- The federal government has announced the payment of N5,000 as a transport grant after the removal of the fuel subsidy
- Nigeria's minister of finance, Zainab Ahmed, on Tuesday, November 23, revealed that beneficiaries would be Nigerians who make up the poorest population
- According to the minister, FG hopes to do this before June 2022 in line with the Petroleum Industry Act (PIA)
- Experts don't believe in this move, as instead of helping Nigerians it might increase the pressure on Governmental finances
Zainab Ahmed, the minister of finance, budget, and national planning, made this known while speaking at the launch of the World Bank Nigeria Development Update (NDU).
According to Zainab, the grant will go to about 20 to 40 million people who make up the poorest population in Nigeria.
The minister went on to note that the final number of beneficiaries will depend on the resources available after the removal of the fuel subsidy.
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N5,000 transport allowance vs subsidy payment
From our calculation should the Nigerian government indeed go ahead with its plan to pay 40 million Nigerians N5,000 that will amount to N200 billion monthly and N2.4 trillion yearly.
According to a report by Punch, in the last nine months, the Nigerian National Petroleum Corporation spent a total of N864.07bn on fuel subsidy.
The report shows while NNPC did not incur petrol subsidy costs in January, it spent N25.37bn on subsidizing the fuel in February.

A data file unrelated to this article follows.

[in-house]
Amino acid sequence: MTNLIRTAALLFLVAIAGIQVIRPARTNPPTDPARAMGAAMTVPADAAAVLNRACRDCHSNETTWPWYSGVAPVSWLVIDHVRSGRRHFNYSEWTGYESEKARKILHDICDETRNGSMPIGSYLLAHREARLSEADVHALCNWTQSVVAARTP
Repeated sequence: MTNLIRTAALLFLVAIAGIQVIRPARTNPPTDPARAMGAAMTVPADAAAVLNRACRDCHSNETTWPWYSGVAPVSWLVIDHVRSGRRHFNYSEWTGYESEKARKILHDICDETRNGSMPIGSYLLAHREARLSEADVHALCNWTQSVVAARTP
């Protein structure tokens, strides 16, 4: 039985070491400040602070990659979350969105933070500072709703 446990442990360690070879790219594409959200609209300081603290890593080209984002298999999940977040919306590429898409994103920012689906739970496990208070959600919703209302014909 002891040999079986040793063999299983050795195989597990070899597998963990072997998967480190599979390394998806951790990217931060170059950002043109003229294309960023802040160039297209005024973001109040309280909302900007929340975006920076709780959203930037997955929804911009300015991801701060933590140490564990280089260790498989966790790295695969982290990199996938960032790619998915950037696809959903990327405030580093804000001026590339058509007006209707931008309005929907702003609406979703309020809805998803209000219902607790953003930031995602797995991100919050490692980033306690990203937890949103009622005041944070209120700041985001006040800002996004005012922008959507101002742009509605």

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The subsidy cost ballooned to N60.39bn and N61.96bn and N126.29bn in March, April, and May respectively.
While N164.33bn, N103.28bn, N173.13bn, and N149.28bn subsidy payment was made in June, July, August, and September.
On average, the NNPC data shows N72 billion was spent monthly on fuel subsidy so far this year and this is 177.7 percent higher than the proposed N200bn monthly transport allowance.
Kunle Ajayi a public affairs analyst is not impressed with the suggested plans, he told Legit.ng that the government announcement of fuel subsidy removal with N5,000 transport allowance is a way to stop a possible public outcry
"In the midst of declining finances, the federal government's idea to provide transportation allowance is one of those huge fantasies without foresight. While I feel that removing fuel subsidy is important, proposing to pay N5,000 per month to the poor I don't believe it is evident."
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"How do you decide who is poor, what are the criteria for deciding who is poor, and how many of the poverty-targeted programs in this nation have ever been flawless?"
Also, a banker, Isaac Esowe, questioned the government's choice to pay N5,000, urging it to reconsider the fuel subsidy removal.
"What can N5,000 do for an average Nigerian, that is almost 80 percent of what I spend daily to work. For me the government should work on improving the livelihoods of Nigerians before thinking about removing fuel subsidy."
Meanwhile, the World Bank has proposed to the Federal Government to end what it described as an expensive fuel subsidy regime within three to six months
Reuters reported that the bank advised that the removal of the subsidy must be accompanied by “aggressive reform effort” that could contribute more to growth than a sustained period of high oil prices.
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Legit.ng had earlier quoted Malam Mele Kyari, the GMD of NNPC, as saying Nigeria should be out of the subsidy regime by the end of February 2022.
The NNPC boss said there will be no provision for subsidy legally, adding that it is now backed by law.
He, however, stated that the Nigerian government has a bigger social responsibility to cater to the ordinary and will ensure that the subsidy regime is exited in the most subtle and easy manner.